As Singapore and our lives comes to a standstill during this period Circuit Breaker (“ Circuit Breaker Period”), what can we do if we are caught in the following family disputes?
A. On Custody and Access
What to do when a non-custodial parent wishes to have access to the child during the Circuit Breaker Period and if the custodial parent refuses access?
Answer: If there is a Court Order allowing access to the non-custodial parent, that parent has the right of access as per the Court Order, whether it is an Interim Order or an Order of Court made at the conclusion of a divorce.
However, instead of arguing back and forth over access arrangements during this pandemic situation, both parents should communicate and make arrangements for access where it is possible.
Under the Covid-19 (Temporary Measures) Act 2020 which came into effect on 10 April 2020, Section 4(3) states that, “An individual may leave the individual’s ordinary place of residence only to the extent necessary for any of the following purposes:
(e) to transfer temporary custody or care of a child pursuant to any agreement regarding the access rights of a parent of the child, or in discharge of a legal obligation.
The non-custodial parent has the right of access to the child but he or she should also pay consideration to the child’s safety and the risk of any transmission of virus while commuting to and from the custodial parent’s residence. Where possible during this Circuit Breaker Period, it would be best to stay at parties’ respective homes and arrange for Skype calls or other forms of video calls as a good alternative to reduce any exposure of the virus to the non-custodial parent and young child.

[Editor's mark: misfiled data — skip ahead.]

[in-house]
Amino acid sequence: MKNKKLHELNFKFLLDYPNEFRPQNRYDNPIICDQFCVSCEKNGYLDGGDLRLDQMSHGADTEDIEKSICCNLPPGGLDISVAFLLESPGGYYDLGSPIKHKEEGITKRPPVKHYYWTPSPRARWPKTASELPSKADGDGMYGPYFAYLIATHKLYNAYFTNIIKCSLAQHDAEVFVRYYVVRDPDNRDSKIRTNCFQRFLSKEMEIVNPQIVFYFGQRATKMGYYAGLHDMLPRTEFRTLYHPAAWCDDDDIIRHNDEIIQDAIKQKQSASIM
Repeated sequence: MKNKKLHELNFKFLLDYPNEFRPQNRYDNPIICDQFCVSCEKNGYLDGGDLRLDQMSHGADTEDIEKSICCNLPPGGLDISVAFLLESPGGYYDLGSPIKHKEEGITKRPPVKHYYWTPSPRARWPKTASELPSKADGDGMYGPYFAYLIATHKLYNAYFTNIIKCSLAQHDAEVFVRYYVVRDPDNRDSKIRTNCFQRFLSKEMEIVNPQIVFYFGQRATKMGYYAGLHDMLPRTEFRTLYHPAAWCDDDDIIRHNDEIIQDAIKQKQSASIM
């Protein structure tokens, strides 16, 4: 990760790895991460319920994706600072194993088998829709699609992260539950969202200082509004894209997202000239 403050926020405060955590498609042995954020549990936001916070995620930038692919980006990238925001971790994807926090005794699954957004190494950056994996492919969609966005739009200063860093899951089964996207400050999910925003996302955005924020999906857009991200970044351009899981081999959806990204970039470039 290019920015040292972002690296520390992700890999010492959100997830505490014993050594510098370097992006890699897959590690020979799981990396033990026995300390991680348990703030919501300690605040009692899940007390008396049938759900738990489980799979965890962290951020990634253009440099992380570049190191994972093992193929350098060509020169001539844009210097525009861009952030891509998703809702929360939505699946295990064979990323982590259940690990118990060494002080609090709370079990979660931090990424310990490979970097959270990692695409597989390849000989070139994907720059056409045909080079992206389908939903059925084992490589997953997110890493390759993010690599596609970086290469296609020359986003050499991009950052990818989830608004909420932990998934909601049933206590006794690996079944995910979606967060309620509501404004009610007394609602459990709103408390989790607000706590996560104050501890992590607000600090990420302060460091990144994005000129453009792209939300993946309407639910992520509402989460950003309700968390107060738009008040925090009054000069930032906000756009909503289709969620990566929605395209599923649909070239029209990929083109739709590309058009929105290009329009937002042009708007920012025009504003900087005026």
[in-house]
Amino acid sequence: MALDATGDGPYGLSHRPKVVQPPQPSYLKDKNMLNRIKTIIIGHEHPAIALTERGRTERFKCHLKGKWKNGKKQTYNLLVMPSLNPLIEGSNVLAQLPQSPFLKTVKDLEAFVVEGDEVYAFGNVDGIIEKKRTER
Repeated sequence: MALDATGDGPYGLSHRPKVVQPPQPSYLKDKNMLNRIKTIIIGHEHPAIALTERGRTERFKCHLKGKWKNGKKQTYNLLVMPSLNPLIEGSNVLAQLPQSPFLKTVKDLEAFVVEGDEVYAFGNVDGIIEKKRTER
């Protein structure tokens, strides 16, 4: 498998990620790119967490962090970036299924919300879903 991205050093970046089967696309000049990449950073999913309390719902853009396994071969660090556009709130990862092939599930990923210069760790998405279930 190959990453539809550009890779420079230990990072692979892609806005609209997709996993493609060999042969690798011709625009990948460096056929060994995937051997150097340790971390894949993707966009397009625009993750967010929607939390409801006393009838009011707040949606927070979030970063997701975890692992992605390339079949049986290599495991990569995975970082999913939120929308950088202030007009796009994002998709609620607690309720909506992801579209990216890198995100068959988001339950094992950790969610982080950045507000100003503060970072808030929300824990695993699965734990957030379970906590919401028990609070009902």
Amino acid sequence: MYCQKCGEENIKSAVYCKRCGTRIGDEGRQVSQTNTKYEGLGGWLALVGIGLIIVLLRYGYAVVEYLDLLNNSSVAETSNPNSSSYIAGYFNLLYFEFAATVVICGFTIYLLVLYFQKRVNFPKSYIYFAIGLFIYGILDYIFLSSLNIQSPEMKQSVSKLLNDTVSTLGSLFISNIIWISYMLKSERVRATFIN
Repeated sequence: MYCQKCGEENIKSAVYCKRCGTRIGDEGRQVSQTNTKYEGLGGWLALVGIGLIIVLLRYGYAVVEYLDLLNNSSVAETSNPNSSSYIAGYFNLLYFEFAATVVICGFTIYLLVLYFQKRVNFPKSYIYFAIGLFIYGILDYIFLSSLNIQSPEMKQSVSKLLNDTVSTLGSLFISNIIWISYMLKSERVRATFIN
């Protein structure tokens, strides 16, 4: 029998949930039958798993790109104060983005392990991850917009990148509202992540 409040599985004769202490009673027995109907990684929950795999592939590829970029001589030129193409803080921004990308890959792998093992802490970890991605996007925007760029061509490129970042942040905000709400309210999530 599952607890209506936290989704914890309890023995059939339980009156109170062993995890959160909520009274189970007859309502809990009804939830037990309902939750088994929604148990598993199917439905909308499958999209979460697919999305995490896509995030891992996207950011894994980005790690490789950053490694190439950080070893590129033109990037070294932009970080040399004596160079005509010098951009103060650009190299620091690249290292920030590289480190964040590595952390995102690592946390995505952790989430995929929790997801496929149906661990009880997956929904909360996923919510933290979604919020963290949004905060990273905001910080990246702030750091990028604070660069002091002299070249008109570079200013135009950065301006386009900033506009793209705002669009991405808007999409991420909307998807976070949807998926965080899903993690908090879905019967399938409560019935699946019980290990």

However, if an alternative access arrangement is not possible or not agreed, you may consider calling the Police for assistance or contact any of our lawyers for further legal advice.
B. On Family Violence
What to do if a family member is committing family violent to you at home during the Circuit Breaker Period?
Answer: If you have an existing Personal Protection Order (“PPO”) or an Expedited Order (“EO”), if there is a breach of such an order, please contact the police for assistance.
If you do not have a PPO or an EO against the said family member, and are experiencing domestic violence, please contact the police for immediate assistance and/or to make a police report. This is especially so when you are facing immediate threat to your well-being and/or the situation is serious and imminent. If you are experiencing or is a victim of domestic violence, do reach out to any of our family lawyers and we will advice you accordingly of your options. During this period of great instability and uncertainty, everyone deserves to live in a safe home that free from violence.
Disclaimer: Kindly note that the opinion rendered above only serves as a general advise and the circumstances for each case differs. Should you require any further advice or clarification on the above, please do not hesitate to contact any of our legal experts by booking an appointment through or contact us at +65 6240 6901.